The Tinytag Plus 2 data logger monitored temperature during the month long 580km unsupported expedition and during a training week in extreme conditions in northern Norway.
The coast to coast Greenland Crossing is attempted by only a
hundred or so people each year, hauling supplies and equipment on
simple sleds along a course just north of the Arctic Circle. In May
of 2016, Chris Lambert undertook this adventure, led by Norway's
leading polar guides - Ousland - as part of an international six
man team, taking a Tinytag Plus 2 temperature
data logger to record conditions along the way.
Chris took part in the trip as a means of testing and building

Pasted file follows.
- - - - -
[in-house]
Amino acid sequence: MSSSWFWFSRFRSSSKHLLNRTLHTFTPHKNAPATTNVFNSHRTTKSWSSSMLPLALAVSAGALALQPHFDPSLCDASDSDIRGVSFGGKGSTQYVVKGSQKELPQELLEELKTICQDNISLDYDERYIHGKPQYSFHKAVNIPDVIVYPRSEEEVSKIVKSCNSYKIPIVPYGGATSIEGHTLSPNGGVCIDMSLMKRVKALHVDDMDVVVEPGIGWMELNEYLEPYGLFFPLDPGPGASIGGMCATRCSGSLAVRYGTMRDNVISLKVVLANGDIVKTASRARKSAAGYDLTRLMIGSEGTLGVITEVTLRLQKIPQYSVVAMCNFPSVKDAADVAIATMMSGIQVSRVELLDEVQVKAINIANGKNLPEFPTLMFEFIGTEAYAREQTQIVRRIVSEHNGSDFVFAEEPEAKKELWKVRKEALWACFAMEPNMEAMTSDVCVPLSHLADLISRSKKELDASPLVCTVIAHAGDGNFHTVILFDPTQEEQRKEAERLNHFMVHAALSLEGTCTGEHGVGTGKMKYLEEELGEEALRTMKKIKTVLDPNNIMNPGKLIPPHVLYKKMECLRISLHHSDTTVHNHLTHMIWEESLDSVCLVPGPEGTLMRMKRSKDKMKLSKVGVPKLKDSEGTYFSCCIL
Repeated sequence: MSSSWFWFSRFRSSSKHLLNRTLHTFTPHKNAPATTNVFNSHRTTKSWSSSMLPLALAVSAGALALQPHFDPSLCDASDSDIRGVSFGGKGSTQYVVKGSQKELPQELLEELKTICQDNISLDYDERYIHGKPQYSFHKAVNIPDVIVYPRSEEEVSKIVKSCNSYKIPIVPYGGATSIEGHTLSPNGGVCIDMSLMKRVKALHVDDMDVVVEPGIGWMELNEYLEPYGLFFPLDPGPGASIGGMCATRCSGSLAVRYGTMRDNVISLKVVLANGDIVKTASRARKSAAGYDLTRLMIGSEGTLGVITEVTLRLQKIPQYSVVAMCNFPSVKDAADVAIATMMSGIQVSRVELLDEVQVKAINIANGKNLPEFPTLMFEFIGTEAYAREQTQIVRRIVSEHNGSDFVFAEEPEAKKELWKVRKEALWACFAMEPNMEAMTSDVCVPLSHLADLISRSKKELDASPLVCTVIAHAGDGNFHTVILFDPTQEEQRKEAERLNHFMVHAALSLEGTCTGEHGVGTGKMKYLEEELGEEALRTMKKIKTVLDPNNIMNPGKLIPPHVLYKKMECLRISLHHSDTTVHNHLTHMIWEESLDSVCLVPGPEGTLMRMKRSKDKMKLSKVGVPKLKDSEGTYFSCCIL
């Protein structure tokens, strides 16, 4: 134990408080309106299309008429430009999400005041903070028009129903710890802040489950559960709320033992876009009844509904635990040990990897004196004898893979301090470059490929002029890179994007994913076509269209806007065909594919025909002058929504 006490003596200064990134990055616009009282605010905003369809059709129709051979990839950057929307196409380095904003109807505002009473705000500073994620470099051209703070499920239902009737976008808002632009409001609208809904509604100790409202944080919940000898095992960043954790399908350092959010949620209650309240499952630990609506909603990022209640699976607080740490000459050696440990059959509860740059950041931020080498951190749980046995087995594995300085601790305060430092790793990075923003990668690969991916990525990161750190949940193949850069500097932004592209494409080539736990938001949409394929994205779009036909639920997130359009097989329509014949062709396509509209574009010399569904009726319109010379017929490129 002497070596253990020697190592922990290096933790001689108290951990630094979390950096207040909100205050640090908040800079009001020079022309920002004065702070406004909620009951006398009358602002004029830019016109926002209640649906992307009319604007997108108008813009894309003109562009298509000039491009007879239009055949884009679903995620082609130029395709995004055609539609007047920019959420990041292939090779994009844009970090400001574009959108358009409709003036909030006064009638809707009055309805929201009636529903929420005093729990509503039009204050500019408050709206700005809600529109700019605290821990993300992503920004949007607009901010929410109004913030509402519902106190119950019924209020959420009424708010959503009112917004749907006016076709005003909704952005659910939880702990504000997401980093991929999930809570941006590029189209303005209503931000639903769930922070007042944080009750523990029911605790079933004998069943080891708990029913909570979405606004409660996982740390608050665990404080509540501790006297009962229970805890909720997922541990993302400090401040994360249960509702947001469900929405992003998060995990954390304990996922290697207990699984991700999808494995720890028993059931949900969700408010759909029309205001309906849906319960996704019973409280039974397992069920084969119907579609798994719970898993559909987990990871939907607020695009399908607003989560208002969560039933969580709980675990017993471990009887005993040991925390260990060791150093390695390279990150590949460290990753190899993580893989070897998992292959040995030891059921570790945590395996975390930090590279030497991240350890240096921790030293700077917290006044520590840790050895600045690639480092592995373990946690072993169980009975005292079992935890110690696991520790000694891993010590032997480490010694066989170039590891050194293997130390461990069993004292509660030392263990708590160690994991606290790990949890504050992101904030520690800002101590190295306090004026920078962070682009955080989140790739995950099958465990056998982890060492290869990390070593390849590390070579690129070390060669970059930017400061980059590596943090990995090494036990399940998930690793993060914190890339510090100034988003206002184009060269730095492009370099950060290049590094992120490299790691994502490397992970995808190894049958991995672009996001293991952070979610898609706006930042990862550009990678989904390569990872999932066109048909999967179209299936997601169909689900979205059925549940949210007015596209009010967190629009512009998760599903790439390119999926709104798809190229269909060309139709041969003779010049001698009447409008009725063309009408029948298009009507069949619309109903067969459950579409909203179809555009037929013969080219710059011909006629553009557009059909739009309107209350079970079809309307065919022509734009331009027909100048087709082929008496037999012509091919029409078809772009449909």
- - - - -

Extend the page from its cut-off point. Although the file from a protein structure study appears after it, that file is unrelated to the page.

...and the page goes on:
skills for future higher latitude polar trips for charity. The
Crossing was also part of a research project on emotional state and
physical/mental changes as part of a human performance study for
Northampton University and advisors to European Space Agency.
An initial training week took place in February 2016 on the
Finnmarksvidda tundra plateau in northern Norway. This trip
coincided with the coldest week of the Norwegian winter, with the
Plus 2 data logger recording a low of -34°C! The Plus 2 range is
designed for outdoor use: robust and waterproof, the data logger
was well suited to the conditions it encountered.
Chris and his companions completed the Greenland Crossing in 27
days, encountering a range of extreme challenges and adventures
along the way. The data gathered provided a permanent and
interesting record of the conditions experienced throughout the
training trip and the Crossing itself. A full account of Chris's
trip can be found in the pdf file on this page.